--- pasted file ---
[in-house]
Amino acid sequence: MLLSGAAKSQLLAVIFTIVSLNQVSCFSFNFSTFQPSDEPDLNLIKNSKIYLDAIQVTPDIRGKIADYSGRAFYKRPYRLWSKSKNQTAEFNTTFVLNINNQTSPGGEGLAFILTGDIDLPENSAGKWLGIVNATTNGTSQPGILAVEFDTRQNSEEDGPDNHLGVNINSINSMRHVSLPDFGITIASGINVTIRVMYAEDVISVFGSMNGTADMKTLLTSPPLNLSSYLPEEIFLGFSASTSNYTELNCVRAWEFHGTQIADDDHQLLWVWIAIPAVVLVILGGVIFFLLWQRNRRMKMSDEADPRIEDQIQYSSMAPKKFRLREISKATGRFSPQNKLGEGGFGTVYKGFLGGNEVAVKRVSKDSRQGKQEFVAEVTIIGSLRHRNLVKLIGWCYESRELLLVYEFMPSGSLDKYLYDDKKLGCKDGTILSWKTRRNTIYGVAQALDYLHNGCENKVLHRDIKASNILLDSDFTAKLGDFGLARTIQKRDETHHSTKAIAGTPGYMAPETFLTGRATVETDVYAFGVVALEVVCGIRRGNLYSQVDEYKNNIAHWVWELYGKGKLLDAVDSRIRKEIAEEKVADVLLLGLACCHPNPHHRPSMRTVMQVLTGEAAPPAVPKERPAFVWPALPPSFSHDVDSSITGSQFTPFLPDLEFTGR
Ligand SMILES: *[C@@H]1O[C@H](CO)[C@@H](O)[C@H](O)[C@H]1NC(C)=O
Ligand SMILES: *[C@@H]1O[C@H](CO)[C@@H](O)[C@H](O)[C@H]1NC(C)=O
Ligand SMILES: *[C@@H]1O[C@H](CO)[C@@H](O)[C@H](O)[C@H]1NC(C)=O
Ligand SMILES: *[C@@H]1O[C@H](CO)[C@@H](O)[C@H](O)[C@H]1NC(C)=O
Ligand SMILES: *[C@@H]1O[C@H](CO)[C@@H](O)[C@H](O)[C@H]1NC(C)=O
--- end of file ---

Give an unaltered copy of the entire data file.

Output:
[in-house]
Amino acid sequence: MLLSGAAKSQLLAVIFTIVSLNQVSCFSFNFSTFQPSDEPDLNLIKNSKIYLDAIQVTPDIRGKIADYSGRAFYKRPYRLWSKSKNQTAEFNTTFVLNINNQTSPGGEGLAFILTGDIDLPENSAGKWLGIVNATTNGTSQPGILAVEFDTRQNSEEDGPDNHLGVNINSINSMRHVSLPDFGITIASGINVTIRVMYAEDVISVFGSMNGTADMKTLLTSPPLNLSSYLPEEIFLGFSASTSNYTELNCVRAWEFHGTQIADDDHQLLWVWIAIPAVVLVILGGVIFFLLWQRNRRMKMSDEADPRIEDQIQYSSMAPKKFRLREISKATGRFSPQNKLGEGGFGTVYKGFLGGNEVAVKRVSKDSRQGKQEFVAEVTIIGSLRHRNLVKLIGWCYESRELLLVYEFMPSGSLDKYLYDDKKLGCKDGTILSWKTRRNTIYGVAQALDYLHNGCENKVLHRDIKASNILLDSDFTAKLGDFGLARTIQKRDETHHSTKAIAGTPGYMAPETFLTGRATVETDVYAFGVVALEVVCGIRRGNLYSQVDEYKNNIAHWVWELYGKGKLLDAVDSRIRKEIAEEKVADVLLLGLACCHPNPHHRPSMRTVMQVLTGEAAPPAVPKERPAFVWPALPPSFSHDVDSSITGSQFTPFLPDLEFTGR
Ligand SMILES: *[C@@H]1O[C@H](CO)[C@@H](O)[C@H](O)[C@H]1NC(C)=O
Ligand SMILES: *[C@@H]1O[C@H](CO)[C@@H](O)[C@H](O)[C@H]1NC(C)=O
Ligand SMILES: *[C@@H]1O[C@H](CO)[C@@H](O)[C@H](O)[C@H]1NC(C)=O
Ligand SMILES: *[C@@H]1O[C@H](CO)[C@@H](O)[C@H](O)[C@H]1NC(C)=O
Ligand SMILES: *[C@@H]1O[C@H](CO)[C@@H](O)[C@H](O)[C@H]1NC(C)=O